Only 4 in 10 say all or most of the civil rights movement's goals have been achieved
PRINCETON, NJ -- On this 23rd celebration of the Martin Luther King Jr. holiday, new Gallup polling finds most Americans hesitant to say the goals of King and the 1960s civil rights movement, more broadly, have been achieved. Just 43% say all or most of the goals have been achieved while 51% say only some of the goals have been achieved; another 3% say almost none have.
Still, perceptions of progress on civil rights are more positive today than they were a decade ago. In January 1997, only 26% of Americans were generally upbeat, saying all or most of the goals of King and the 1960s civil rights movement had been met, while 70% were more cautious.
In the current poll, conducted Jan. 17-19, 2008, whites are much more positive than blacks about the success of the movement. Whites are about evenly divided between those saying all or most of the goals have been achieved (46%) and those saying only some or almost none of the goals have been achieved (52%). By contrast, only 29% of blacks say all or most of the goals have been achieved, while 70% say only some or almost none have.
From other Gallup data, it appears Americans want to see continued progress on the goals of King and his 1960s civil rights compatriots. Public attitudes about the civil rights movement have been mostly positive in recent years. In April 2000, Gallup found nearly half of Americans (49%) saying they "strongly agree" with the goals of the civil rights movement, and another 37% saying they "somewhat agree." Only 12% disagreed to any degree.
A December 1999 Gallup Poll of U.S. national adults found King to be tied with John F. Kennedy and Albert Einstein as one of the most admired people to have lived in the 20th century, second only to Mother Teresa. Two-thirds of Americans said King was the person they "most admired" or admired from that century, while another 22% said they somewhat admired him. Only 10% said they did not admire him.
King edged out such world leaders as Franklin Delano Roosevelt, Pope John Paul II, and Winston Churchill in the 1999 ratings, and far outranked two other pacifist icons: Nelson Mandela and Mahatma Gandhi.
As evidenced by these findings, public respect for King's life and work is so prevalent in the United States today that Americans' rejection of King and his political methods some 50 years ago may be hard to conceive of, especially for modern-day schoolchildren enjoying a day off in his honor.
In August 1963, Gallup found considerable public opposition to the now-famous civil rights march on Washington in which King delivered his "I Have a Dream" speech. The poll was conducted about two weeks before the march, at which time 71% were familiar with "the proposed mass civil rights rally to be held in Washington, D.C., on Aug. 28." Of those who were familiar, only 23% said they had a favorable view of "the rally"; 42% had an unfavorable view of it (including 7% who predicted violence would occur) and 18% said it wouldn't accomplish anything.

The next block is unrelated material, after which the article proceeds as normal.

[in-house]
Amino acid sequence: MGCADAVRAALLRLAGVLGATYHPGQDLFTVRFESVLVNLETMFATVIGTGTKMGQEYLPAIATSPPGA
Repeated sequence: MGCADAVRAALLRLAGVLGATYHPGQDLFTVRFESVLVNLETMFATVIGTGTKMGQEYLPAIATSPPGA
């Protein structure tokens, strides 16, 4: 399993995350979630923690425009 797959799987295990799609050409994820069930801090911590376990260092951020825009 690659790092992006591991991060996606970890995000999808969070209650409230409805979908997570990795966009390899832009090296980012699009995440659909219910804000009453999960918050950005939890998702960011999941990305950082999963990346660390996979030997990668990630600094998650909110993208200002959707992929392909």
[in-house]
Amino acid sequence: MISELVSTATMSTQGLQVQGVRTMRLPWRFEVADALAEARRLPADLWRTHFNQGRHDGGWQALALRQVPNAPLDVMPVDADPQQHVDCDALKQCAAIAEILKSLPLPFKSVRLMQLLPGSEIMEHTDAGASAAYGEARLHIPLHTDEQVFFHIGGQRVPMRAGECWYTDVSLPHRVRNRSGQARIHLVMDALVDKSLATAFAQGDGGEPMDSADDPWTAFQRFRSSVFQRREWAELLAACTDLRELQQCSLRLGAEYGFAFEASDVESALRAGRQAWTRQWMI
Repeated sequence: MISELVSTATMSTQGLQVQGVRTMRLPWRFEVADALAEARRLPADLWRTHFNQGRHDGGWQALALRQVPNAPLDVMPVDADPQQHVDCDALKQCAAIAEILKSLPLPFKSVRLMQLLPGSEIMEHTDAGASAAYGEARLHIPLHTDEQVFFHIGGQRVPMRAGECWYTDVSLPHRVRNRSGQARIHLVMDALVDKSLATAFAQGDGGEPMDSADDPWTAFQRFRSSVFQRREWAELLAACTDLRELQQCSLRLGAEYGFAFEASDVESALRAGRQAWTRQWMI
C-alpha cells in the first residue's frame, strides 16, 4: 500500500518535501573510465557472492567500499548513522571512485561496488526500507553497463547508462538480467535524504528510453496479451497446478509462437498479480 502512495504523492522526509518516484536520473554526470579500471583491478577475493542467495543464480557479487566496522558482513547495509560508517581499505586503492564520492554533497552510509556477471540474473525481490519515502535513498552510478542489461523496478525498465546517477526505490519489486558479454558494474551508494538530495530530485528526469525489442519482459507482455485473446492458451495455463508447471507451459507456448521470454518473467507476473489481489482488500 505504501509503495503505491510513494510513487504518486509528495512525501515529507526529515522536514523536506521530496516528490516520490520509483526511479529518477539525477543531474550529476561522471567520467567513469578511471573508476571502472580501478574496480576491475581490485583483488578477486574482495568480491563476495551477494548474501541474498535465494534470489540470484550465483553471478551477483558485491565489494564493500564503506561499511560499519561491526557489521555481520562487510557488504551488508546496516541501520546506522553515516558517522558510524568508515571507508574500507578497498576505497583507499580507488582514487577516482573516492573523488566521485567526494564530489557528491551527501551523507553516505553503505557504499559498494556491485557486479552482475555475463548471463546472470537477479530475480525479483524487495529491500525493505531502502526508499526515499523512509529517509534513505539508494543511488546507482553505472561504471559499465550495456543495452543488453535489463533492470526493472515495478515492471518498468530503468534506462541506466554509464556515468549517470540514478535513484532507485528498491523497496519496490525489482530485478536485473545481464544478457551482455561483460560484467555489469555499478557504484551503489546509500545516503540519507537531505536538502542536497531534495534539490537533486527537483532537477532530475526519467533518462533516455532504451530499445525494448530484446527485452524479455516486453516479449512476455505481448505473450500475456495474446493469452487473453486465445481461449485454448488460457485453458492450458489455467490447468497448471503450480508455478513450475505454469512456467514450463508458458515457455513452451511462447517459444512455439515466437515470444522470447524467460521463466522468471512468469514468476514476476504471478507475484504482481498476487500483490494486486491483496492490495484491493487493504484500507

In May 1964, Gallup asked, "Do you think mass demonstrations by Negroes are more likely to help or more likely to hurt the Negro's cause for racial equality?" In response, only 16% of Americans -- including just 10% of whites but 55% of nonwhites -- said such mass demonstrations would help the cause.
Gallup Polls chronicling public attitudes toward King, personally, start with a May 1963 survey, conducted one month after King penned his open "Letter From Birmingham Jail," in which he argued that "one has a moral responsibility to disobey unjust laws." In that survey, Gallup found nearly as many Americans holding an unfavorable view of King (37%) as held a favorable view (41%).
In August 1964, a year after King's "I Have a Dream" speech at the March on Washington for Jobs and Freedom, and a month after President Lyndon Johnson signed the 1964 Civil Rights Act into law, the picture was not much different: 44% of Americans had a favorable view of King and 38% an unfavorable view.
Between August 1964 and Gallup's next favorability measure on King, in May 1965, King won the Nobel Peace Prize for his nonviolent efforts to end segregation and racial discrimination. However, in that May 1965 poll, public opinion of King was even more negative than it had previously been: 45% of Americans had a favorable view of him and 46% an unfavorable view.
In 1965, King began to speak out against the Vietnam War, and in 1966, he and his family moved from the South to the slums of Chicago, where he joined other black leaders in agitating for an end to housing and employment discrimination, among other reforms. An August 1966 poll found public attitudes toward King the most negative to date: 33% favorable, 63% unfavorable.
King was assassinated on April 4, 1968, standing on the balcony outside his room at the Lorraine Motel in Memphis, Tenn. On Jan. 20, 1986, the United States observed the first Martin Luther King Jr. holiday.
About a year later, an April 1987 Gallup Poll found three-quarters of Americans expressing a "very favorable" or "mostly favorable" view of King; only 20% said they had a mostly unfavorable or very unfavorable view of him.
The latest results are based on telephone interviews with 3,082 national adults, aged 18 and older, conducted Jan. 17-19, 2008. For results based on the total sample of national adults, one can say with 95% confidence that the maximum margin of sampling error is ±2 percentage points. Results based on the sample of 2,628 whites have a maximum margin of sampling error of ±2 percentage points. Results based on the sample of 204 blacks have a maximum margin of sampling error of ±8 percentage points.
In addition to sampling error, question wording and practical difficulties in conducting surveys can introduce error or bias into the findings of public opinion polls.